U.S. banks need about $74.6 billion in extra capital after undergoing a series of financial stress tests by the Federal Reserve.
The stress tests involved over 150 examiners, accountants, economists, specialists and other officials from the Fed, the Office of the Comptroller of the Currency, the Federal Deposit Insurance Corp., and other regulatory agencies poring over the accounts of the 19 biggest financial institutions.
Nine of the healthiest banks do not require additional capital, including Goldman Sachs and Goldman Sachs, according to results released Thursday. Eight other banks can use more capital and either raise it on their own from private investors or convert their government investment in preferred shares into common stock. They include Wells Fargo, which could use another $13.7 billion, and Bank of America, which requires another $33.9 billion.
Two other firms will need to raise more capital on their own: GMAC needs another $9.1 billion and Regions Financial requires an extra $400 million.
These examinations were not tests of solvency, said Federal Reserve Chairman Ben Bernanke. We knew already that all these institutions meet regulatory capital standards. Rather, the assessment program was a forward-looking, what-if exercise intended to help supervisors gauge the extent of the additional capital buffer necessary to keep these institutions strongly capitalized and lending, even if the economy performs worse than expected netween now and the end of next year.
Treasury Secretary Tim Geithner emphasized that the results of the so-called Supervisory Capital Assessment Program were only one part of President Obamas plan to stabilize and repair the financial system and get credit flowing again.
Todays results should make it easier for investors to evaluate risk and to differentiate across institutions, he said. The stress test will help replace the cloud of uncertainty hanging over our banking system with an unprecedented level of transparency and clarity. This is important, as markets work best when they have full access to the information on which to make informed investment decisions. With better disclosure, private capital is more likely to flow into the financial system, which will accelerate the point at which banks can replace the governments investments.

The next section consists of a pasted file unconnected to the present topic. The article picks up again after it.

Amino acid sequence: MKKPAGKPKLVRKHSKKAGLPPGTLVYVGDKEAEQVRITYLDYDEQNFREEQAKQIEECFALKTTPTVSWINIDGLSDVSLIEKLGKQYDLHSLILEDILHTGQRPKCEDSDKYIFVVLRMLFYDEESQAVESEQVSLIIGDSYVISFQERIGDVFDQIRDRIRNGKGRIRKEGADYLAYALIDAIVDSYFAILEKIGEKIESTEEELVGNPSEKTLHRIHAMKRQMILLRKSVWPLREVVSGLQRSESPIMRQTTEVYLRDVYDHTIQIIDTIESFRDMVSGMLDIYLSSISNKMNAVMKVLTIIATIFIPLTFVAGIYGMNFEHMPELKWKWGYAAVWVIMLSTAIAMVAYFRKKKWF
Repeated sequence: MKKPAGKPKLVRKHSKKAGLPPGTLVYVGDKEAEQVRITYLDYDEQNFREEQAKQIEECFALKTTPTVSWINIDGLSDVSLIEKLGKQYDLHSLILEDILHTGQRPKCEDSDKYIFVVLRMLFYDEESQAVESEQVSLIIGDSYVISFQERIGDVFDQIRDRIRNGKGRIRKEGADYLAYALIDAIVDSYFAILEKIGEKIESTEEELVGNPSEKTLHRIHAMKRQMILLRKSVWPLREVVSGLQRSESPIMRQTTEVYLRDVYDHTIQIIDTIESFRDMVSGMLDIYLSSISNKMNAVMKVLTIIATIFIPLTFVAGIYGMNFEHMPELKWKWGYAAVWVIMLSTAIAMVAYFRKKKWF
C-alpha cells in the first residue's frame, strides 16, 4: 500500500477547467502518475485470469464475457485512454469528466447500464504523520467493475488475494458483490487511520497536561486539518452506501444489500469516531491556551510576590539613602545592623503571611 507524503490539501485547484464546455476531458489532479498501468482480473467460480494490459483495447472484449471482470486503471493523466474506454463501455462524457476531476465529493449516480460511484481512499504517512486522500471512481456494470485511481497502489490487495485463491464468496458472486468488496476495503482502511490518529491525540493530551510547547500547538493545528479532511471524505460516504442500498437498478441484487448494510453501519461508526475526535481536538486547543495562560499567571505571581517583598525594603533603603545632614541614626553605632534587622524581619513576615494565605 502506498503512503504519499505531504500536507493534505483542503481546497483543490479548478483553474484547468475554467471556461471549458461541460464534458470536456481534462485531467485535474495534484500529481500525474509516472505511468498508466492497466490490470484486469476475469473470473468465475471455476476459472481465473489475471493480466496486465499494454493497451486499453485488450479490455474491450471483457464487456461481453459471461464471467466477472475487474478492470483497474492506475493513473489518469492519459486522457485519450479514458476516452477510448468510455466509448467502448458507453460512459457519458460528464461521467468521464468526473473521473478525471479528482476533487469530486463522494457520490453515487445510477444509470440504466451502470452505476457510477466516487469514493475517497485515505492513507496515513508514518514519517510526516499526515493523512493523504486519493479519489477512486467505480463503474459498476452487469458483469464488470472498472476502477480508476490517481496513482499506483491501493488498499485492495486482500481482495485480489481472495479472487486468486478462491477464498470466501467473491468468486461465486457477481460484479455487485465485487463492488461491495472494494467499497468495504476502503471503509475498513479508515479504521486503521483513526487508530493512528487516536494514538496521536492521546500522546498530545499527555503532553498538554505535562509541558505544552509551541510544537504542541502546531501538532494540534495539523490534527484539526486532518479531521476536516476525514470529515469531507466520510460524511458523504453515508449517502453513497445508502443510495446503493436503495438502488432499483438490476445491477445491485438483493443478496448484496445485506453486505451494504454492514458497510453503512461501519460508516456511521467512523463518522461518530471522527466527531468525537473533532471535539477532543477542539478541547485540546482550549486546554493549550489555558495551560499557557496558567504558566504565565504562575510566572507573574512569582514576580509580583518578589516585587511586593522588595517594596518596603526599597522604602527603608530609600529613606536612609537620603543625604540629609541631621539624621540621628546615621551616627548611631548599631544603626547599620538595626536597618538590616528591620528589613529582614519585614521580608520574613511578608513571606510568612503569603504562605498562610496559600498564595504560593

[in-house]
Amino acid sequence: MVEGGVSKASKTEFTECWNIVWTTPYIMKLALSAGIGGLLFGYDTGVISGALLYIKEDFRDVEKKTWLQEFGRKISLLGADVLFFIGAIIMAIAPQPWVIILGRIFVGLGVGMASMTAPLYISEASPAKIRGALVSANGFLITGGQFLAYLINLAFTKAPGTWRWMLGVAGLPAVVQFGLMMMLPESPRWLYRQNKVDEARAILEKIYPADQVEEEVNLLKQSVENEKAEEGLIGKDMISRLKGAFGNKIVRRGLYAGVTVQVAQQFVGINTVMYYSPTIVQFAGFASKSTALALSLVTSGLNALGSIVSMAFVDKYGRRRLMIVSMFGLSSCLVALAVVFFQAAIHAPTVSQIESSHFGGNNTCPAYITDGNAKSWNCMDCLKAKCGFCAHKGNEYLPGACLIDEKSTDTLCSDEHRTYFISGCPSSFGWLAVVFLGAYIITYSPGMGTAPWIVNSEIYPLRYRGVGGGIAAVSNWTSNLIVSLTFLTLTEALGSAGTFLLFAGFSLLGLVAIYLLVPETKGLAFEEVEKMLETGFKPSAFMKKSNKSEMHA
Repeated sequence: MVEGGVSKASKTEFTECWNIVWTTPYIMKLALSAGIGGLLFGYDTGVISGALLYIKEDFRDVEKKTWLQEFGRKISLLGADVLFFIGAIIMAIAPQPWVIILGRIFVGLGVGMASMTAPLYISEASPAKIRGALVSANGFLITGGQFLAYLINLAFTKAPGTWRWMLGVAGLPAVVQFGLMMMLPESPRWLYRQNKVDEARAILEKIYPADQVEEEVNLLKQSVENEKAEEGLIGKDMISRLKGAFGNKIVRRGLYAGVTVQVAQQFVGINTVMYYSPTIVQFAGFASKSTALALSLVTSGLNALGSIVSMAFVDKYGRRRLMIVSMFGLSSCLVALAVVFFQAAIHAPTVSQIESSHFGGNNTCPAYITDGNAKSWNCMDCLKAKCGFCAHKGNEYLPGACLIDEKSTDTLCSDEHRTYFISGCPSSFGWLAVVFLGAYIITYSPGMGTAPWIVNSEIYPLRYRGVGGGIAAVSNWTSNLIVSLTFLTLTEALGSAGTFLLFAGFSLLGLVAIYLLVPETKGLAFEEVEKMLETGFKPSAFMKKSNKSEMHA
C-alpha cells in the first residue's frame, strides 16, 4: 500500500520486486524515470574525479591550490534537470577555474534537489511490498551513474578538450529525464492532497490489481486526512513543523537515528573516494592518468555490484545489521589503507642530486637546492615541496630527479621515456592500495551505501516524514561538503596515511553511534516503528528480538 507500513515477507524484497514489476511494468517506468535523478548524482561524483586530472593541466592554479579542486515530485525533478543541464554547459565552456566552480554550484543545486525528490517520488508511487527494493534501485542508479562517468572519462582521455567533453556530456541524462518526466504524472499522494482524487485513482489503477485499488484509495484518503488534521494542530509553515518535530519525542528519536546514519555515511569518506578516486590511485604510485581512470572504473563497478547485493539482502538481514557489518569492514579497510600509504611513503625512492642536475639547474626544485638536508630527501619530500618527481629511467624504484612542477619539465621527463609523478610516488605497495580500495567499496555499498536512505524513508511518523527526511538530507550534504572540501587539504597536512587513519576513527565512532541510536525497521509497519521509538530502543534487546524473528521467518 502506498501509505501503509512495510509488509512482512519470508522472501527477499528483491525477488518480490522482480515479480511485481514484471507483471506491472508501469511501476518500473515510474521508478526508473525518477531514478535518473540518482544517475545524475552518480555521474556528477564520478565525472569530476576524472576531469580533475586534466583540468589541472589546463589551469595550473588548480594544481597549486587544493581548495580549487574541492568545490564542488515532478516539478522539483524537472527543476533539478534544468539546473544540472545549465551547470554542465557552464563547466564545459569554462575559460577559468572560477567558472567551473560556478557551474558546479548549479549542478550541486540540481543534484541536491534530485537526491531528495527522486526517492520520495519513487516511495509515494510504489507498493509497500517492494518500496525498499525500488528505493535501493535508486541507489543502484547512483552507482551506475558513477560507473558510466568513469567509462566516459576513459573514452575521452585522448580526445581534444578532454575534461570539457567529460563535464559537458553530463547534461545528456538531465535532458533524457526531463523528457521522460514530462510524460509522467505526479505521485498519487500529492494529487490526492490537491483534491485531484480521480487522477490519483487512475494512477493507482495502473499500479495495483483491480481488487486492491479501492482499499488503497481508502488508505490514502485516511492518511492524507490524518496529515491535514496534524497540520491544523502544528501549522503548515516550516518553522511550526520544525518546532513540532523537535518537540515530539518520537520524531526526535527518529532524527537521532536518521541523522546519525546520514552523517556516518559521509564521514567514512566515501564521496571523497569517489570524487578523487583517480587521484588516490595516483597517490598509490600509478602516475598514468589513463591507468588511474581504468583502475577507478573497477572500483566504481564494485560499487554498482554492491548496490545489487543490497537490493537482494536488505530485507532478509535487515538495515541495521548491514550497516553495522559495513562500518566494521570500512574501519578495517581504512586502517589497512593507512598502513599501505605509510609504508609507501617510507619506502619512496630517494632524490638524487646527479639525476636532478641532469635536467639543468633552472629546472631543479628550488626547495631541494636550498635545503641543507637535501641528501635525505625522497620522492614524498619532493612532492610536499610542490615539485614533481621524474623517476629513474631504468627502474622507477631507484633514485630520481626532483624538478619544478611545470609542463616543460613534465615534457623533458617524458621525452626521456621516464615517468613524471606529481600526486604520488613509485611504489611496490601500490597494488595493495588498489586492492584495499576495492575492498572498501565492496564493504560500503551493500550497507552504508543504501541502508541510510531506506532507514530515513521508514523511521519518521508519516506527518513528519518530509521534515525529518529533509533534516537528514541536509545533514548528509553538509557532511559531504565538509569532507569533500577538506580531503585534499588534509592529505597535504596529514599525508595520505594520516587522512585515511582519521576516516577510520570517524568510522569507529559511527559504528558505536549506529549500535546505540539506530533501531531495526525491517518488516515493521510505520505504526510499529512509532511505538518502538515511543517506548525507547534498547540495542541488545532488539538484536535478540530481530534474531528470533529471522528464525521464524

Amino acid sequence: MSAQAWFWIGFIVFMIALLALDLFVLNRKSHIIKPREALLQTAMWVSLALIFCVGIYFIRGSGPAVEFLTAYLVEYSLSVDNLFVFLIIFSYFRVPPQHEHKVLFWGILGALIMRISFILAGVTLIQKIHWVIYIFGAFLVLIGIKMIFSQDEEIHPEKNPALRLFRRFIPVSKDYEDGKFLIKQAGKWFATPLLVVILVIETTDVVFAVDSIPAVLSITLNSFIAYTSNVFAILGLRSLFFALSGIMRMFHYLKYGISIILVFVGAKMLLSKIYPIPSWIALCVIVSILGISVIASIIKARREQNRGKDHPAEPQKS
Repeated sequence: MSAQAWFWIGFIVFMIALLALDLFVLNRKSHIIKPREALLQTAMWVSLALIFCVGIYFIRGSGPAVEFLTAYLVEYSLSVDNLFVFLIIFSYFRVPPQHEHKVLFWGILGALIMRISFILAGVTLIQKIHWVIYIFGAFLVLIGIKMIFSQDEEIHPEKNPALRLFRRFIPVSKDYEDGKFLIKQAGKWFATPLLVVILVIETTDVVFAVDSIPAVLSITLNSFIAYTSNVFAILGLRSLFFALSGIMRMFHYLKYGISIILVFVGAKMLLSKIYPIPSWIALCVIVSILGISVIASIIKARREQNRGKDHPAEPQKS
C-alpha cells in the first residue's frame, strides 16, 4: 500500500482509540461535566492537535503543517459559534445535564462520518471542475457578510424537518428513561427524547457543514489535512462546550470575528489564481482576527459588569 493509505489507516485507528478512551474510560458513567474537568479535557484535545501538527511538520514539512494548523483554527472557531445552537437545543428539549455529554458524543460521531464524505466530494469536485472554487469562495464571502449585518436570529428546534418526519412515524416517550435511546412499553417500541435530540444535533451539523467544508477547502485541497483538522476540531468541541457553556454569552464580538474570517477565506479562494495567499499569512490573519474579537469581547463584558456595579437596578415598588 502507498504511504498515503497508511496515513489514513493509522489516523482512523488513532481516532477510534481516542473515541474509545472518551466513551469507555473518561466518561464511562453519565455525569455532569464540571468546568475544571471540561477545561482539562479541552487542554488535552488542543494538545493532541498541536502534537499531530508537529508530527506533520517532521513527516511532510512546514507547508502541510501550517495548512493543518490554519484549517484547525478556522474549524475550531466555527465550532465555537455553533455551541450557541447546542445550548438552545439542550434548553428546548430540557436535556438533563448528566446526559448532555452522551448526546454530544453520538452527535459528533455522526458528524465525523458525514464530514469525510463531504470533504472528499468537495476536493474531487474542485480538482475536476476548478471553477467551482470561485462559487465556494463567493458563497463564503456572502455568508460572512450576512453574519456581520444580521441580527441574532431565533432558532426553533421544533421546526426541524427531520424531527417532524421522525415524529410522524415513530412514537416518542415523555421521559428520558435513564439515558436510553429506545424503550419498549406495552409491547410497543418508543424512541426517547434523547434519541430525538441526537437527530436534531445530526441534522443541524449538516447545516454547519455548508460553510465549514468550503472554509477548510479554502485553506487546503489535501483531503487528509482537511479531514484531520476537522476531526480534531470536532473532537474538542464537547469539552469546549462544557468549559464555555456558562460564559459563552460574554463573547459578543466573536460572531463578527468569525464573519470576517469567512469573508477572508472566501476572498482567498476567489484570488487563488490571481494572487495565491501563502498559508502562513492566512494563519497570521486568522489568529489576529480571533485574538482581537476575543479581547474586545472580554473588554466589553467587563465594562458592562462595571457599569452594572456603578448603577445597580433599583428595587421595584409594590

Geithner acknowledged that some financial institutions would be required to take steps to improve the quality and quantity of their capital to give them a larger cushion to support future lending in case the economy takes another downturn. The banking supervisors applied a historically high set of loss estimates on the securities and loans, as well as a conservative view of potential earnings that could act as a buffer against those losses in the event of a more severe recession. He noted that the results are less acute than some had expected, in part because concerns about the risk of a more severe recession have diminished, the markets have improved, and banks, in anticipation of the release of the stress test, have acted in the last few months to increase their capital.
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